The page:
When auditing an organization, what we often find is that clients are not tracking their restricted net assets. Or if they are tracking it, it is not correct. Some common errors we find include:
- Board designated amounts are classified as restricted – Board designated amounts, including board designated endowments, should be categorized as unrestricted as they are voluntary. Some incorrectly figure that if management is “restricting” or setting aside funds, then it should be classified as restricted net assets. One thing to keep in mind is that restricted funds can only be restricted by the donor. Management setting aside or designating net assets can be changed and reversed at any time; therefore, they are not really “restricted”. Any un-designations should be noted in board minutes.
- Temporarily restricted amounts are not being released – If an expense is incurred for which both restricted and unrestricted funds are available, restricted funds must be used first. What we sometimes see are clients not releasing funds because they are applying unrestricted funds first to a program or an expense for which there are restricted funds available. This is incorrect. Restricted funds should be used/applied before unrestricted funds.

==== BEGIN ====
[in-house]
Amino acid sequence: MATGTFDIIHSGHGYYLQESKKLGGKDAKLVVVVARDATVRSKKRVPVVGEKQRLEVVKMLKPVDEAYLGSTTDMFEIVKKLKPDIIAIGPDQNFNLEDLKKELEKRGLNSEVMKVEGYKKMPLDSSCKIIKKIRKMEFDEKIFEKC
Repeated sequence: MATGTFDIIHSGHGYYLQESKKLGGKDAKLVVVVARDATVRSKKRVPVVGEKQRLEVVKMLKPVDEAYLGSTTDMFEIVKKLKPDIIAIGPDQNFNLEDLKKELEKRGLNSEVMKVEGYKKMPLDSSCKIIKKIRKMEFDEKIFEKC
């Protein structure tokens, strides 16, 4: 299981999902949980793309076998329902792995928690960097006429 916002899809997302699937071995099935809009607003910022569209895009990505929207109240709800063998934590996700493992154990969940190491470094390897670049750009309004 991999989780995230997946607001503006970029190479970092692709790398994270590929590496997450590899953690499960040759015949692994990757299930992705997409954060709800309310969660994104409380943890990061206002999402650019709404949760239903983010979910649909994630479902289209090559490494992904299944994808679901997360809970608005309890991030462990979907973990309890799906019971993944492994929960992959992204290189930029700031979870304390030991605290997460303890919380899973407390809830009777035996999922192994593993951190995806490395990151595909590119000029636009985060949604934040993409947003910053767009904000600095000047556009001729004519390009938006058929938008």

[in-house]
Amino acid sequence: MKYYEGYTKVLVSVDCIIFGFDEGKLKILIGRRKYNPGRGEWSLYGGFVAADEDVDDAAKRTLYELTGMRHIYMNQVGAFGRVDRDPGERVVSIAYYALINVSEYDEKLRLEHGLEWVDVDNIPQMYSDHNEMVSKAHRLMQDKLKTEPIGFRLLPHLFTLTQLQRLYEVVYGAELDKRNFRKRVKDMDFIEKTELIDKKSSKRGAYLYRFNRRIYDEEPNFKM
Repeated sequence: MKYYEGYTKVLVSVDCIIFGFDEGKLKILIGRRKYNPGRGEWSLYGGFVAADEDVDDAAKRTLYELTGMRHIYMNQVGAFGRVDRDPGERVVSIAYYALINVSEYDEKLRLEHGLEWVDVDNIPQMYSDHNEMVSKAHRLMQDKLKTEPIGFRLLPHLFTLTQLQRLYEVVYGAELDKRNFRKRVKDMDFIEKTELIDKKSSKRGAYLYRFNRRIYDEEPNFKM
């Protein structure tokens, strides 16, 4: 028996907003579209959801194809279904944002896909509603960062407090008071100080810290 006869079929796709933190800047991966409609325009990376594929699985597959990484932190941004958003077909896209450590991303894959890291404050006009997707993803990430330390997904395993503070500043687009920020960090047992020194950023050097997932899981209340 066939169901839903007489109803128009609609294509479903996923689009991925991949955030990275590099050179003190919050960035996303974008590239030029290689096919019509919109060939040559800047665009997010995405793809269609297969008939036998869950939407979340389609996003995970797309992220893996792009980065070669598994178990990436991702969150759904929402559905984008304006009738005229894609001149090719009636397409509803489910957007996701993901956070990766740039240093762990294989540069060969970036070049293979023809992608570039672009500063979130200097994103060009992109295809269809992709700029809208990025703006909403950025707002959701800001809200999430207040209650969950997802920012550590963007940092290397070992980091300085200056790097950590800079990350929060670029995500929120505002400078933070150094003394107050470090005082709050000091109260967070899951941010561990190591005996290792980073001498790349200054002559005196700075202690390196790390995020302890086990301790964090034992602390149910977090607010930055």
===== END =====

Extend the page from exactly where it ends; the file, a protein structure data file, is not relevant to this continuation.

- Unspent endowment earnings are classified as unrestricted – Typically the earnings on endowment funds are either restricted for a specific purpose or unrestricted (to be used in general operations). Under the Uniform Prudent Management of Institutional Funds Act (UPMIFA) investment earnings on endowments are classified as temporarily restricted until it has been appropriated for expenditure. This applies even to those funds where the donor has not restricted the use of investment earnings. Naturally, most assume that since the donor has not restricted the earnings on the investments, then it should be classified as unrestricted. However, with endowments, we are also bound by UPMIFA laws. Endowment funds are tricky, so I get how errors with accounting for these funds can happen.
Tracking net assets can be confusing. If you ever have questions with tracking net assets or with classifying certain transactions, please reach out to your accounting professional. It is always easier to track these properly from the beginning than to have to reconcile these on the back end.
By Sharlynn Garza, CPA